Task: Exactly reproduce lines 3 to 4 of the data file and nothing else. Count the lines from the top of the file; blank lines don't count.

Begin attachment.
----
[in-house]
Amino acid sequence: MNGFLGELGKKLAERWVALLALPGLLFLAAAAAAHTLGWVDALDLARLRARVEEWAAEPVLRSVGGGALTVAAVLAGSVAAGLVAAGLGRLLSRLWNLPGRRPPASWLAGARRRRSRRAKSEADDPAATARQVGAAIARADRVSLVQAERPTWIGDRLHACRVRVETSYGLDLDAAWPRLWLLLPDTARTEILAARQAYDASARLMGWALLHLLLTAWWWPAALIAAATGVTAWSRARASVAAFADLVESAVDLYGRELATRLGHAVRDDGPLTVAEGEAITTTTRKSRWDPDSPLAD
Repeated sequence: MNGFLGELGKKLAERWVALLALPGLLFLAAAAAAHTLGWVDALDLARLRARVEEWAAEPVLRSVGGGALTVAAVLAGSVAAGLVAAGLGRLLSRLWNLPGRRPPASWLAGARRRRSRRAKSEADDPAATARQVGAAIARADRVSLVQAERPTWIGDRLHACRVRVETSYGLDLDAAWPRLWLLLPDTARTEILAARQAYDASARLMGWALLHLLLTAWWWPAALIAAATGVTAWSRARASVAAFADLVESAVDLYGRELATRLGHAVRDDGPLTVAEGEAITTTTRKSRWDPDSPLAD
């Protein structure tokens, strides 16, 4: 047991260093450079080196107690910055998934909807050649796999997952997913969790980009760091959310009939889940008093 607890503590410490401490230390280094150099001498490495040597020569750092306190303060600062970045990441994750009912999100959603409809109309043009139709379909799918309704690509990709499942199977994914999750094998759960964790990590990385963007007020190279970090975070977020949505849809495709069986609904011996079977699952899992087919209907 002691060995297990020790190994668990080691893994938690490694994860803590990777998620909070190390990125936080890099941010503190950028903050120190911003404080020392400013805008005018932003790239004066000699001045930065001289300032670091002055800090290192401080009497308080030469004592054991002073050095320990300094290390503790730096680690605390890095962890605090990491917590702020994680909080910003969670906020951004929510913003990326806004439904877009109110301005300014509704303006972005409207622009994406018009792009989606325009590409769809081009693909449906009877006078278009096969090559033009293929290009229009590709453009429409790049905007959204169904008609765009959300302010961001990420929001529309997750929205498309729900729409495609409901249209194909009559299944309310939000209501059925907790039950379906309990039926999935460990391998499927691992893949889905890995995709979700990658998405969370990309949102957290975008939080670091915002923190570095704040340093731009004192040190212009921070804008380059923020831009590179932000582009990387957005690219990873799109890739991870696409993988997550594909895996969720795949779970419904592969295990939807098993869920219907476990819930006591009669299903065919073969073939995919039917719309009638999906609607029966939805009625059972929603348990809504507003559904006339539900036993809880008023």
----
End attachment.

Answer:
Repeated sequence: MNGFLGELGKKLAERWVALLALPGLLFLAAAAAAHTLGWVDALDLARLRARVEEWAAEPVLRSVGGGALTVAAVLAGSVAAGLVAAGLGRLLSRLWNLPGRRPPASWLAGARRRRSRRAKSEADDPAATARQVGAAIARADRVSLVQAERPTWIGDRLHACRVRVETSYGLDLDAAWPRLWLLLPDTARTEILAARQAYDASARLMGWALLHLLLTAWWWPAALIAAATGVTAWSRARASVAAFADLVESAVDLYGRELATRLGHAVRDDGPLTVAEGEAITTTTRKSRWDPDSPLAD
């Protein structure tokens, strides 16, 4: 047991260093450079080196107690910055998934909807050649796999997952997913969790980009760091959310009939889940008093 607890503590410490401490230390280094150099001498490495040597020569750092306190303060600062970045990441994750009912999100959603409809109309043009139709379909799918309704690509990709499942199977994914999750094998759960964790990590990385963007007020190279970090975070977020949505849809495709069986609904011996079977699952899992087919209907 002691060995297990020790190994668990080691893994938690490694994860803590990777998620909070190390990125936080890099941010503190950028903050120190911003404080020392400013805008005018932003790239004066000699001045930065001289300032670091002055800090290192401080009497308080030469004592054991002073050095320990300094290390503790730096680690605390890095962890605090990491917590702020994680909080910003969670906020951004929510913003990326806004439904877009109110301005300014509704303006972005409207622009994406018009792009989606325009590409769809081009693909449906009877006078278009096969090559033009293929290009229009590709453009429409790049905007959204169904008609765009959300302010961001990420929001529309997750929205498309729900729409495609409901249209194909009559299944309310939000209501059925907790039950379906309990039926999935460990391998499927691992893949889905890995995709979700990658998405969370990309949102957290975008939080670091915002923190570095704040340093731009004192040190212009921070804008380059923020831009590179932000582009990387957005690219990873799109890739991870696409993988997550594909895996969720795949779970419904592969295990939807098993869920219907476990819930006591009669299903065919073969073939995919039917719309009638999906609607029966939805009625059972929603348990809504507003559904006339539900036993809880008023």